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Turkey Loses American Support ... 03/20/2003
Turkey Loses American Support
By "Horse-Trading" Over Iraq

By Harut Sassounian
Publisher, The California Courier

Ignoring the fact that more than 90% of the Turkish public is opposed to a
U.S.-led war on Iraq, the newly elected Islamic leaders of Turkey, who
themselves are against an American attack on a neighboring Muslim country,
were too tempted to pass up the opportunity of pocketing billions of dollars
from the United States in return for allowing American troops to invade Iraq
from Turkey.

In order to maximize the amount of money Turkey would receive from the
American government, the inexperienced but greedy Turkish leaders dragged
out the negotiations and engaged in an elaborate "horse-trading" with the
Bush Administration. At the end, by a narrow margin, the Turkish Parliament
voted down the American request as well as their lavish gift.
The Turkish refusal greatly irritated Pres. Bush, Vice President Dick
Cheney, Secretary of State Colin Powell, and Deputy Secretary of Defense
Paul Wolfowitz. They had invested a considerable amount of time and effort
in trying to convince the Turkish leaders to comply with the American
demands. The U.S. officials became more aggravated when the Turks refused to
consider a more modest American request for overflight rights, something
that even the recalcitrant French had agreed to provide.

Reflecting U.S. displeasure, various American newspapers lambasted Turkey
with commentaries, editorials, and cartoons. In one cartoon, a Turkish
belly-dancer was trying to charm Pres. Bush out of his money. In another
cartoon, the cafeteria of the U.S. Congress had renamed the "Turkey"
sandwich, the "Liberty Bird" sandwich. For the first time, the most
pro-Turkish American newspaper, the Wall Street Journal, had a few choice
words for Turkey. On March 5, 2003, the Journal published a commentary by
Ismail Cem, the former foreign minister of Turkey, accusing Turkish leaders
of repeatedly misleading American officials about their intent to cooperate
with the U.S.  Cem said that Tayyip Erdogan, prior to his appointment as
Prime Minister, during a visit to the White House, gave Pres. Bush the
"misleading impression" that Turkey would go along with U.S. war plans. Cem
said that Turkish government officials had similarly misled Wolfowitz during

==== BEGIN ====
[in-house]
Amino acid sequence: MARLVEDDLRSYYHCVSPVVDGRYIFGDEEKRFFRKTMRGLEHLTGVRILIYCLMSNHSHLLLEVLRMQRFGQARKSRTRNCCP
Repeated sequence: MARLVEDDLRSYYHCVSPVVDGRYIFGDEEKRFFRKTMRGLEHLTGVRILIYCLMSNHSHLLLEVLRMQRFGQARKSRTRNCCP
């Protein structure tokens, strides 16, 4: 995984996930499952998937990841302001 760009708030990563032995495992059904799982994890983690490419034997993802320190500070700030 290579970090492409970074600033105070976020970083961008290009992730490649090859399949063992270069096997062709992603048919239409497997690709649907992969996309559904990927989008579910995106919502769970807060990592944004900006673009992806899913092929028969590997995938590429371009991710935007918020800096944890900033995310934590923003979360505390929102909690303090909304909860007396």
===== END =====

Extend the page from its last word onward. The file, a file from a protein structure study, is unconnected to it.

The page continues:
his recent visit to Ankara.

Had the Turkish officials cut their "horse-trading" short or had advised the
Americans earlier that they would not comply with their demands, the
Pentagon could have devised a different war plan, not counting on Turkey as
a second point of entry into Iraq. Having been misled by false Turkish
assurances, more than two-dozen U.S. warships became stranded for weeks on
the Mediterranean Sea off the coast of Turkey, at a cost to U.S. taxpayers
of $1.5 million dollars a day. The U.S. military, in total exasperation,
finally rerouted these warships to Kuwait. The Pentagon announced that
Turkey's refusal to open a northern front to Iraq would prolong the war, and
result in increased U.S. casualties.

On February 21, 2003, The Wall Street Journal in an editorial titled, "The
Turkish Bazaar," castigated Turkey for its intransigence and greed.  The
Journal related the response of a Turkish Minister who was asked a year ago
"if his government would support a U.S. effort to disarm Iraq." The Minister
had pretentiously replied, "we'll be with you whoever you want to invade."
The Journal fittingly observed: "That stalwart commitment is now in
question, as the Turks dicker with President Bush over how much they'll help
the U.S.-led war effort.... The dickering now over price...has the feel of
late-innings extortion." The WSJ advised Turkey to accept the billions of
dollars offered by the U.S. and "join the cause." It even issued a warning
that "a decision not to help the U.S. wou ld certainly damage Turkish
standing in Washington. The new rulers in Ankara should understand that some
of their best American friends now work in the Bush Administration. Members
of Congress, who write trade and aid legislation, will be far less
forgiving."

Turkey's refusal was also a slap in the face of 38 pro-Turkish members of
U.S. Congress, including Robert Wexler and Tom Lantos, who had addressed a
joint letter to the Turkish government requesting that Turkey allow US
troops on its territory, and promising in return, support and assistance in
the future.

In a second editorial titled, "Ankara's Real Friends," the Wall Street
Journal, on March 14, 2003, practically begged Turkey to cooperate with the
U.S. on Iraq. The Journal disclosed that the Turks were able to capture the
Kurdish militant, Abdullah Ocalan, "with decisive assistance from American
intelligence." The WSJ, in desperation, suggested that "the U.S. help in
arresting Ocalan ought to be worth at least air rights for American bombing
runs in Iraq. Even the French are allowing overflight rights, so Turkey is
the only NATO country now denying them."

The Turkish leaders did not even respond to repeated U.S. requests for
overflight rights, hoping that they would get more lavish gifts from the
Americans. Given their habitual bazaar mentality, the Turks kept on
bargaining until the United States got fed up and withdrew its generous aid
package from the table. The Turks not only ended up holding an empty bag,
but also managed to alienate their closest friends and supporters in
Washington. This would have a lasting negative effect on U.S.-Turkish
relations, creating a unique opportunity for the pursuit of the Armenian
Cause in the U.S. Congress.

But seeing that Pres. Bush is about to attack Iraq without any Turkish help,
the Turks may yet jump on the bandwagon at the eleventh hour, in order to
ingratiate themselves to the Americans, and get their undeserved share of
the spoils of war.
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